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  • Dec 27, 2014
  • Updated: 1:06am

Haven't got space for a home spa? Think again

PUBLISHED : Wednesday, 03 August, 2011, 12:00am
UPDATED : Wednesday, 03 August, 2011, 12:00am
 

You might think you do not have room to create a spa retreat at home, but could you fit in a cocoon? That is the essence of a spa experience, according to award-winning designer Ed Ng Chung-hong, and it is not defined by space.

Ng is co-founder and director of Hong Kong design and architectural studio AB Concept, which in June won a Best Design trophy for his part in the W Retreat & Spa Bali in Seminyak. The firm edged out some of the world's best-known design companies, including the much-lauded Yabu Pushelberg of Canada, in the International Hotel and Property Awards 2011 hosted by interior design magazine Design Et Al.

Ng has designed spas for Shangri-La hotels in Tainan, Taiwan and Jing An, Shanghai, and the Mandarin Oriental in Singapore. He is currently working on the W Hotel Beijing, including its spa.

So, is it possible to give them all an individual character? Definitely, he says, explaining that W is playful, the Mandarin oozes serenity with an Oriental touch, and the Shangri-La is trendy and fashionable.

'A spa is about escape - the whole idea is to give you a break from whatever you are doing,' Ng said. 'It can be a playful escape, or a serene escape, but it has to make a clear design statement so that you feel, 'Oh, I'm somewhere else'.'

If you have a bathroom, you have the makings of a home spa. You are aiming to harmonise the senses, so all five - sight, sound, smell, touch and taste - should be covered in your design plan.

Ng would begin by providing adequate storage, noting that there was nothing quite so mood-breaking as the sight of an electric toothbrush on a bench.

'Spas should be as clean and tidy as possible,' he said.

Lighting and music are spa essentials. Ng suggests 'having a bit of fun' with lighting by using different coloured LEDs to create an individual colour therapy.

Many spas offer this treatment, which is based on the premise that specific colours have healing and restorative properties related to physical and emotional well-being.

Slovenian designer Peter Kuhar designed his Colour Therapy Lamp for just this reason, but the lamp never made it to mass production because of its high price of Euro200 (HK$2,240) each.

Ng says a similar effect can be achieved more economically by having an electrician install a range of different coloured LEDs and then just 'going with the flow'. The effect to look for is that 'you should be able to feel colours changing, even with your eyes closed', Ng says.

As for music, just load spa tunes on to an iPod - even guests at spa resorts tend to bring their own - but Ng recommends connecting it to a good set of speakers.

When it comes to the bath itself, forget expensive jacuzzis, which are too noisy and too shallow. A deep tub where the water comes up to your shoulder is far more luxuriant.

Japanese-style soaking tubs are a popular trend because they enable relaxation of the whole body, even while sitting up. This also means they can be shorter than conventional baths, a space-saving feature.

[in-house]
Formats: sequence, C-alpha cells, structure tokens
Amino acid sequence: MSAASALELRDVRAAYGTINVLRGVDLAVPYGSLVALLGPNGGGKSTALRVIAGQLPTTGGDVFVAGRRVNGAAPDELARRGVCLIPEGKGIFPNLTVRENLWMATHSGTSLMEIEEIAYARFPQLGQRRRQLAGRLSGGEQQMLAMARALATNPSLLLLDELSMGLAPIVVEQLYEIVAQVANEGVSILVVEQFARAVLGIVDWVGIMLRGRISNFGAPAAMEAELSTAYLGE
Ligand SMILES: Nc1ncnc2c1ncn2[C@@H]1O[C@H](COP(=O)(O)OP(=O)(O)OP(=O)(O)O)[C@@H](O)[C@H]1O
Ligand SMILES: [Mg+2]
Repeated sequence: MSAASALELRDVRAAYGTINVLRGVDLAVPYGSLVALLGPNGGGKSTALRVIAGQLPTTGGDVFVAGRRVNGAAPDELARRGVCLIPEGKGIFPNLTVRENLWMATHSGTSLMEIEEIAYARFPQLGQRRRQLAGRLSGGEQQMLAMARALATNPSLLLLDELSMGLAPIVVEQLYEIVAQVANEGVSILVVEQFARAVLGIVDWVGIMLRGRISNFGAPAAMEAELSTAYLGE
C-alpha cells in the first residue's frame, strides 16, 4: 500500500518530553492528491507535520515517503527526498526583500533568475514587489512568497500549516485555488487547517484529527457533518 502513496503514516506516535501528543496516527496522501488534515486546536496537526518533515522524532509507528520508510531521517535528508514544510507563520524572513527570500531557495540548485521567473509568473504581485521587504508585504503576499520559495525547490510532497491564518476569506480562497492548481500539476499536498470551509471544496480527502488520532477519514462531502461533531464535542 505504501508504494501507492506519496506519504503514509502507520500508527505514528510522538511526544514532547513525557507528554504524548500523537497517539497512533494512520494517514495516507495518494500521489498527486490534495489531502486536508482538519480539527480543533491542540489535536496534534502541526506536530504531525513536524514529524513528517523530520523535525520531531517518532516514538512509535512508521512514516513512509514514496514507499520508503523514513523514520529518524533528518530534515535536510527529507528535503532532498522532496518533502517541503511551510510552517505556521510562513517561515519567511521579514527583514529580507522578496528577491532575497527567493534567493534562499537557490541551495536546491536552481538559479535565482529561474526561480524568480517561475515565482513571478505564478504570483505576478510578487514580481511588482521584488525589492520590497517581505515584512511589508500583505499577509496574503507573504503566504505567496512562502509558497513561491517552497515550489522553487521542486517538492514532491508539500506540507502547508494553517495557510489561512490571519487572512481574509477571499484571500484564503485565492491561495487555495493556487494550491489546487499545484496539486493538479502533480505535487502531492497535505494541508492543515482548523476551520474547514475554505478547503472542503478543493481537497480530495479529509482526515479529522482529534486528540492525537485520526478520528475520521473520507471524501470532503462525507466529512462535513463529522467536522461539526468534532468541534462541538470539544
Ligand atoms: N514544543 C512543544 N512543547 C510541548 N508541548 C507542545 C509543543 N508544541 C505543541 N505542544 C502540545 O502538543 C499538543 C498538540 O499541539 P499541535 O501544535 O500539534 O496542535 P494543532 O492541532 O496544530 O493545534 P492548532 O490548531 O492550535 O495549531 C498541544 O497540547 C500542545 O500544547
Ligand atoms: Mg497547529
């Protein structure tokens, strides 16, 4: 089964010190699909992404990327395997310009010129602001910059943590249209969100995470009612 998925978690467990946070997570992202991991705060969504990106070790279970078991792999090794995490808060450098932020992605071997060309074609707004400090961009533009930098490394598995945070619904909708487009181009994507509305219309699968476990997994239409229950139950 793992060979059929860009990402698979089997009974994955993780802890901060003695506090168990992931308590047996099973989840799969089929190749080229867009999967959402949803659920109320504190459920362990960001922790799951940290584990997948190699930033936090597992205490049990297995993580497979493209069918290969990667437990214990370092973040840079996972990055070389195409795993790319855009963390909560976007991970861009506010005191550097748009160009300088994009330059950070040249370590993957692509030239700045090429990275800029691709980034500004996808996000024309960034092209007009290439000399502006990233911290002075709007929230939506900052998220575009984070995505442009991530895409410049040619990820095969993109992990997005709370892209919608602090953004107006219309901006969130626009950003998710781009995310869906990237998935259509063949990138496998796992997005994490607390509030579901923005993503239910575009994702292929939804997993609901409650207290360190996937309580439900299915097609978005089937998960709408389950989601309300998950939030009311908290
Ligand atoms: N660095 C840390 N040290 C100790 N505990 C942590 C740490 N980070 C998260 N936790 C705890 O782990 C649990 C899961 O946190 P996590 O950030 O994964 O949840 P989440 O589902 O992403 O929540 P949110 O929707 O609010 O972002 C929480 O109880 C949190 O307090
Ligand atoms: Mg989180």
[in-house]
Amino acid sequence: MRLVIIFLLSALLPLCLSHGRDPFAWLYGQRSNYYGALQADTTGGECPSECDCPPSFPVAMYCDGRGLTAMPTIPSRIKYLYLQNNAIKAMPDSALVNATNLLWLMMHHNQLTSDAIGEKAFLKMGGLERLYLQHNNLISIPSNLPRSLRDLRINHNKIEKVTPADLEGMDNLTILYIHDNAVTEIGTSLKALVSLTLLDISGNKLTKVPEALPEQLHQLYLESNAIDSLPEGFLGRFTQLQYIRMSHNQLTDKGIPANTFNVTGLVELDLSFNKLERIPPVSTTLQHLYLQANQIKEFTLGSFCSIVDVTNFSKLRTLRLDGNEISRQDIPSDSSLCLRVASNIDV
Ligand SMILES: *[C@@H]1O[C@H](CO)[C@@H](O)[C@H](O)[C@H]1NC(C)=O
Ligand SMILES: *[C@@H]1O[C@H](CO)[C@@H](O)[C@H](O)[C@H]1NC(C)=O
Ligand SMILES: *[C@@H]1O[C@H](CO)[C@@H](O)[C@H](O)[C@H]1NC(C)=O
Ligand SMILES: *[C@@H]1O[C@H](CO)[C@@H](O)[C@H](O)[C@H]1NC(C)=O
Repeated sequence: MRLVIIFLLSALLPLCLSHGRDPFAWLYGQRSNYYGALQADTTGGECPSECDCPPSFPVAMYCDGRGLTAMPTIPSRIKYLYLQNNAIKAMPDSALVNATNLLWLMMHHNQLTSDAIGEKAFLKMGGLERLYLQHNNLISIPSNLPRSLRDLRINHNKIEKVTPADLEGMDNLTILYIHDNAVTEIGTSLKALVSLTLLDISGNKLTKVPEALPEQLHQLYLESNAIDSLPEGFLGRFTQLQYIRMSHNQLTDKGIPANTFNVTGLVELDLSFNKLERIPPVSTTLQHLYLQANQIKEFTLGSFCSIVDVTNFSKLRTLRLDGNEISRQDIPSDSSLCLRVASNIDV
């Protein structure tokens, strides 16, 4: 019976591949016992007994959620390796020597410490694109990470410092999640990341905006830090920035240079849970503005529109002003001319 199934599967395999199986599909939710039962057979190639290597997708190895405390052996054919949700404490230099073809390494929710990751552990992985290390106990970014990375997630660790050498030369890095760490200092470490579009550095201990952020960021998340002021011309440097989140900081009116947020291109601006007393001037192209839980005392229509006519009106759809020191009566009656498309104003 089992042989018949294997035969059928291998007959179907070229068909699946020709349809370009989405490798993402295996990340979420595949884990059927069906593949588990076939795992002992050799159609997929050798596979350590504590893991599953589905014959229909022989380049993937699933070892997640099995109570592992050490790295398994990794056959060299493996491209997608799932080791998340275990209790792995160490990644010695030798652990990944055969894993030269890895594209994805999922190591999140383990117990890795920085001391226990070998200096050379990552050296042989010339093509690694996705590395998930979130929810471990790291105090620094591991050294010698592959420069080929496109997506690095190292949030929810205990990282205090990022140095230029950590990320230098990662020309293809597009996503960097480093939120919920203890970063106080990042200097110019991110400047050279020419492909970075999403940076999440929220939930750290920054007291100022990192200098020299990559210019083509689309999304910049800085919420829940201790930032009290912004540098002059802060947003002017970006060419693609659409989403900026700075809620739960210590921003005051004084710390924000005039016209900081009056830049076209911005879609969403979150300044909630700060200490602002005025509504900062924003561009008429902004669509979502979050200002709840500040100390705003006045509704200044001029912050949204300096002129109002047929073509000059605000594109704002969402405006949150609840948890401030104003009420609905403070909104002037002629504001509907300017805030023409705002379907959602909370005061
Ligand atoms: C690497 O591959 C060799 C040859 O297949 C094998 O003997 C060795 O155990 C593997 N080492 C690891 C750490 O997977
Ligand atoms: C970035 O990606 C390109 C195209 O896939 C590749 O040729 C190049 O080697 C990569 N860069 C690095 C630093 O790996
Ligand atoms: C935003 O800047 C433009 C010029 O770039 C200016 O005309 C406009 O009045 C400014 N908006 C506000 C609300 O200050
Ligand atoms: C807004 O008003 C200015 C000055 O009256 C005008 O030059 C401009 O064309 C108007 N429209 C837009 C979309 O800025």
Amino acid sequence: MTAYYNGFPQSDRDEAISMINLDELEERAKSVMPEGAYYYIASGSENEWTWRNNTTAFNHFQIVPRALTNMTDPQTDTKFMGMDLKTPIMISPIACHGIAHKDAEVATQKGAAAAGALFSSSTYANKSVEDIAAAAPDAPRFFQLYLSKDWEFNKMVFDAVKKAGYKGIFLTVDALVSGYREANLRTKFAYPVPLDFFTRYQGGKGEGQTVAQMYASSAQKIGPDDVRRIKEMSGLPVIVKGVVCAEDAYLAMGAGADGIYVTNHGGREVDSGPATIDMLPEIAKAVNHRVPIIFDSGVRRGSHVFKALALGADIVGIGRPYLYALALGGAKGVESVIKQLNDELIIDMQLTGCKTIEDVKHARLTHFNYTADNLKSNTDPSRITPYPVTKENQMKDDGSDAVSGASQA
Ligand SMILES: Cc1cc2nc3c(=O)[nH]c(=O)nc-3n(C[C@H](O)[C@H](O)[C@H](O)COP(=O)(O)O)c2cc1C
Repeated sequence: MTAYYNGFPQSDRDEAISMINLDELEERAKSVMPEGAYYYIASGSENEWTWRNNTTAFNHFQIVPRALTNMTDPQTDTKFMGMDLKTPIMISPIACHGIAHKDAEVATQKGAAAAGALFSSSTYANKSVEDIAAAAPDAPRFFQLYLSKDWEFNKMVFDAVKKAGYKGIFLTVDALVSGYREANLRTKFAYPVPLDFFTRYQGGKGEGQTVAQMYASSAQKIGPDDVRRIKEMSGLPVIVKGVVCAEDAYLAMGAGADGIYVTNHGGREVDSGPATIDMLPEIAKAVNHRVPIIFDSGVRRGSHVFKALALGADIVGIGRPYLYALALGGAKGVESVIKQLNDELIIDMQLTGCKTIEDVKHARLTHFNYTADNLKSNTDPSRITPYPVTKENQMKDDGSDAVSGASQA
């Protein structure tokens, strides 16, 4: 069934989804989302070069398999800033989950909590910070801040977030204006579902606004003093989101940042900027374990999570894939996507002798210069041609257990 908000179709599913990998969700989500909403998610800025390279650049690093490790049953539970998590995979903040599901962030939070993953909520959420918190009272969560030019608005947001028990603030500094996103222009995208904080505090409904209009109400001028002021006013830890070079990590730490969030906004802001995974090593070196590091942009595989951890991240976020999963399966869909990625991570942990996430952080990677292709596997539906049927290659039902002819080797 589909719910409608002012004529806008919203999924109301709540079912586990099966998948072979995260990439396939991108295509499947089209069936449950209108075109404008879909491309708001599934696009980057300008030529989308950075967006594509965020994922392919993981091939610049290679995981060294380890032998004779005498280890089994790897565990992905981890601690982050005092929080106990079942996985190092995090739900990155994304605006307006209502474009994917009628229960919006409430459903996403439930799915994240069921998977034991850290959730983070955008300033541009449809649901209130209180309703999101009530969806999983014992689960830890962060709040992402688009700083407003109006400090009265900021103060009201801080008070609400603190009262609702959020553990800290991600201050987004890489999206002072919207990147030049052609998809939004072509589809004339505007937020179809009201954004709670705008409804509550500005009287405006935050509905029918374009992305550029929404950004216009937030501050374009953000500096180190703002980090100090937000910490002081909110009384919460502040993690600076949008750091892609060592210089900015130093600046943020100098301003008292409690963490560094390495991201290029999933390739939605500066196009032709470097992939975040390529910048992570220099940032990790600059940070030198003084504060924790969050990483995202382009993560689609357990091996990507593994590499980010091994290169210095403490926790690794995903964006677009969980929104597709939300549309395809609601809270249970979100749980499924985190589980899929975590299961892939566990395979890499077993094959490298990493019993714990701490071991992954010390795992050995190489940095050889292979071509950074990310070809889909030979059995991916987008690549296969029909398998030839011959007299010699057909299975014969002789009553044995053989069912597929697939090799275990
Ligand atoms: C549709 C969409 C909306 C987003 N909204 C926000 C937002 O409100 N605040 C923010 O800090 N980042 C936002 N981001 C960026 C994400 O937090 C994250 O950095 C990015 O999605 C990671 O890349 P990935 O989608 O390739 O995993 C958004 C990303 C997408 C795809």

In sync with the essence of spa, these tubs have become organic, made of wood and stone as alternatives to the conventional acrylic or pressed-metal varieties. For this reason, Australian company Apaiser is finding a willing market for its lush, deep, composite-stone tubs (priced at HK$65,000) among high-end clients in Hong Kong and the mainland, including the Four Seasons Guangzhou, Casa Lakes Villas Shanghai, and Lily Apartments in Repulse Bay.

'We have seen a strong and very pleasing move towards free-standing, soaking-style baths,' Felicia Seignior, Apaiser's international sales manager, said.

The 'new' bathing experience was cleansing, sensuous and tranquil, Seignior added. 'There is a focus on complete immersion, and satisfying all the senses - the feeling of skin on stone, the smell of essential oils, mood lighting.'

Another trend is that the bathroom is treated as are other spaces - 'furnishing the bathroom with sculptural, yet functional features'.

'Through the use of reclaimed marble, we can produce a product line that is environmentally responsible, beautiful and comfortable,' Seignior said. 'It is warmer and softer to touch than conventional bathroom materials, and has a very organic and natural feel.'

And that brings us back to the five senses. Ng is an advocate of under-floor heating - another product that has become more consumer-friendly. There is nothing so affronting as stepping out from a warm bath on to an icy tile. These systems now come as heating mats that can be retro-fitted between the concrete slab and the tile top, so a small area can be heated cost-effectively.

As Lee David Stephens, managing director of spa consultancy and management company Sol Spa Services, points out, with so many commercial-grade products now available for retail sale - including Voya, a seaweed from Ireland used in some of Europe's finest spas - there is no reason why we cannot 'self-treat' at home. Those blessed with the double indulgence of a rooftop or garden and privacy could always create an idyllic spa outdoors, surrounded by potted greenery.

Ng says his own favourite spa memory is of a soak on a clifftop in Bali with the sound of waves providing the background music. He calls this 'pampering by nature'.

AB Concept www.abconcept.net/

Apaiser: www.apaiser.com.au

Agent for Hong Kong & Shanghai: Arnhold Design Centre, 315-321 Lockhart Road, Wan Chai, tel: 2865 0123; www.arnhold.com.hk

Sol Spa Services: www.solspaservices.com

Voya seaweed: www.voya.com.hk

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